I am modifying a water distiller by adding a tube nipple to the side of
the boiler, to use for filling and draining the boiler.
I need some advice about choosing a combination of solder, flux, and torch.
The boiler is 22 ga. (0.031") 304 stainless, and I want to solder a
two-inch length of 3/8" 304 tube (wall thickness 0.020") into a 3/8"
hole I will drill in the boiler.
I got some 22 ga. 304 sheet to practice on. I am able to drill 3/8"
holes in the practice sheet, and I can cut lengths of tube.
However the result was abysmal when I tried to solder the tube in the hole.
I hope to use my propane torch, and I don't see why I should need
anything hotter. The joint is not going to suffer much mechanical
stress, so I expect a soldered joint to be more than strong enough. The
temperature will be up to the boiling point and down to say 55 degF, but
again I wouldn't expect that to be very stressful.
I did not use a wire brush to clean the tube for my first (failed)
attempts. Should I have?
I used the NSF-approved Radnor Stay-Brite Silver solder Kit # 54001776
by Harris. That is a combo of 3/64" solder and a 1/2 oz. bottle of
Stay-Clean Flux (liquid).
The first thing I noticed is that the flux did not want to stick to
anything---it would not easily soak into the flux brush, and it beaded
up on the metal. I guess I was able to get the metal wet to some degree
and I did get solder to stick in some places.
I desoldered the joint and tried again with Oatey Sta-Flo 95/5 1/8"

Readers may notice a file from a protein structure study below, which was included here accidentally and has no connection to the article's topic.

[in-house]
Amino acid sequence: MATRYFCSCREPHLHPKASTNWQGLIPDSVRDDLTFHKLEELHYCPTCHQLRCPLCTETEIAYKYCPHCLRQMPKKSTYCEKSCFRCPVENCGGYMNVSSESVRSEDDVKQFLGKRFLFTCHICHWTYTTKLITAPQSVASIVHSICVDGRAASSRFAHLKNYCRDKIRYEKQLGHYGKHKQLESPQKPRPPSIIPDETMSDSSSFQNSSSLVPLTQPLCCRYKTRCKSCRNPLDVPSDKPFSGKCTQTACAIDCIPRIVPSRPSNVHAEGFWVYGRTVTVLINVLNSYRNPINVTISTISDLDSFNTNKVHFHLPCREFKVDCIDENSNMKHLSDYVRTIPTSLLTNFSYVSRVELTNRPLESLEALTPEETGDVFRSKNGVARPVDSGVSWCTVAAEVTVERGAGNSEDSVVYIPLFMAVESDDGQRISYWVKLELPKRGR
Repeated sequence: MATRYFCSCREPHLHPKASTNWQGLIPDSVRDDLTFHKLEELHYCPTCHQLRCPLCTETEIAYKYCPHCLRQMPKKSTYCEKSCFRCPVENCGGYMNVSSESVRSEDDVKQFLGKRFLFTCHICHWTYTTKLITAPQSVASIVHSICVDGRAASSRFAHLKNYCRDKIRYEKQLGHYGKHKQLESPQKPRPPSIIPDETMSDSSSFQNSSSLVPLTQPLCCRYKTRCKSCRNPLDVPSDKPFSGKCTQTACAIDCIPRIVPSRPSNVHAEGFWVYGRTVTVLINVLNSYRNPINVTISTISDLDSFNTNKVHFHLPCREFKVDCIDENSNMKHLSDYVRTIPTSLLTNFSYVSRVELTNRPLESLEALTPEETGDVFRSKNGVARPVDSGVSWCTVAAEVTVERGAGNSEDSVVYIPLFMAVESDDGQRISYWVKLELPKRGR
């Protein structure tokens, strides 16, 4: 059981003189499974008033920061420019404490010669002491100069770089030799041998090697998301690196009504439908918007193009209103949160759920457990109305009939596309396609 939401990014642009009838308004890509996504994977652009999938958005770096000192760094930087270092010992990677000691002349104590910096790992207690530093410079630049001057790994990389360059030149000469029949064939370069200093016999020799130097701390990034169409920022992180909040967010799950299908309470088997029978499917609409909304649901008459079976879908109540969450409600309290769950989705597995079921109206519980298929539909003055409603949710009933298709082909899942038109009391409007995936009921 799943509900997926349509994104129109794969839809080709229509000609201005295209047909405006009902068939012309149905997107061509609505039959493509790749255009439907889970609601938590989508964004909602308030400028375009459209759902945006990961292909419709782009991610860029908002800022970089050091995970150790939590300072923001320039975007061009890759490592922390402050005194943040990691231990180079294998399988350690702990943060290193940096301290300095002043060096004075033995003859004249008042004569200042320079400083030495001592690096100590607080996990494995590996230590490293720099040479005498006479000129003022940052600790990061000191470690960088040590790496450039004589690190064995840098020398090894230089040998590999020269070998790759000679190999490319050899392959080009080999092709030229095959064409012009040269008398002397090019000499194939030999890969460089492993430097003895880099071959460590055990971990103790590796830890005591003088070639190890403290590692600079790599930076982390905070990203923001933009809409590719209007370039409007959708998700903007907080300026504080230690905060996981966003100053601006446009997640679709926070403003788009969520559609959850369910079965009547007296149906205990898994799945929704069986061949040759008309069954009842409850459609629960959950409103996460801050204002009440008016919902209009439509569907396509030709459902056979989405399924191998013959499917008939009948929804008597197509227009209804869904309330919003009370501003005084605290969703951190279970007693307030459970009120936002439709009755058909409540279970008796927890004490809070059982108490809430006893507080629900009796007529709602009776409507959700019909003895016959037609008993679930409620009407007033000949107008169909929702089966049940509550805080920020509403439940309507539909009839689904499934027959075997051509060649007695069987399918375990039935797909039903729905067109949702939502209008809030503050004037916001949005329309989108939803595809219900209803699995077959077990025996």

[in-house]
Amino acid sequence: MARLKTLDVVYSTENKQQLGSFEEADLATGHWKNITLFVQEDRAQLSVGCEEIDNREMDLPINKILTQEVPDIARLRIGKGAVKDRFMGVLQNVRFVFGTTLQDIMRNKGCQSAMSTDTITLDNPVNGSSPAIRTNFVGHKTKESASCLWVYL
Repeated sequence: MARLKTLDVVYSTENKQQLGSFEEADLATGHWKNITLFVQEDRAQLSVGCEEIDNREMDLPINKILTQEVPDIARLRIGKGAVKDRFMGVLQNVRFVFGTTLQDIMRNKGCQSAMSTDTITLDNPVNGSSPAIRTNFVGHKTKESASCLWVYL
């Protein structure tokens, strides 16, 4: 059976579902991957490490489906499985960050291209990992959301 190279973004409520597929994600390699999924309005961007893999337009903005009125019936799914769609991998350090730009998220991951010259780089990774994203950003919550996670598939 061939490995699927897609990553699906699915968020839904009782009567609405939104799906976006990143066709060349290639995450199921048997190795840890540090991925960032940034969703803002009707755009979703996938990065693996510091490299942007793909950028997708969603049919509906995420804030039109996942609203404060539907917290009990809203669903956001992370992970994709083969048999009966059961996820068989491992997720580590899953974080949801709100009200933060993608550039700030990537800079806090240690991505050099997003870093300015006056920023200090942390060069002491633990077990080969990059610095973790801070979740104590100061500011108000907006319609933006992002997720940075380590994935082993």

solder, and the result was at least as bad.
There is a paste version of the Stay-Clean flux. Do you think maybe I
should be using that instead?
I have some experience soldering electronics and copper tube. Stainless
seems to be about a hundred times more difficult. What am I doing wrong?
You have the correct solder/flux (Stay-Brite). Do not use the paste flux.
I'd suggest that you clean the surfaces with Bar Keepers Friend and
then wash and dry them well. Warm the area with the propane
torch and then apply the liquid flux. Do not apply the heat directly
to the soldering area. Allow the heat to conduct to the joint. This
will prevent it from being overheated. When you apply the solder
it should melt on/in the joint _not_ in the flame. If it does not
easily coat the metal, apply more flux and continue.
You should be able to get an excellent result. I use that solder
flux combination all the time.
I believe, as you indicate, that I am probably overheating the work.
Then I guess the chemicals in the flux get used up and the protective
oxides form again on the surface.
I'm thinking that an application of paste is going to have a lot more
oxide-removing chemicals than the thin film of liquid flux, so that it
will keep working even if the work stays hot a long time. Also wouldn't
the paste help by keeping the air away?
Thanks, that video really hits the spot. I am trying to do once almost
exactly what that guy seems to have done dozens of times.
What kind of torch is he using?
So I need only solder on one side of the bulkhead, it seems.
: > Soldering is more an 'art' than a 'science'. Perhaps viewing the
: > reference YouTube video will be helpful ->
: Thanks, that video really hits the spot. I am trying to do once
: exactly what that guy seems to have done dozens of times.
: What kind of torch is he using?
: So I need only solder on one side of the bulkhead, it seems.
The person in the referenced YouTube video is using an Oxy/Acetylene
torch - he explains how to adjust the Oxygen to obtain a Neutral Flame.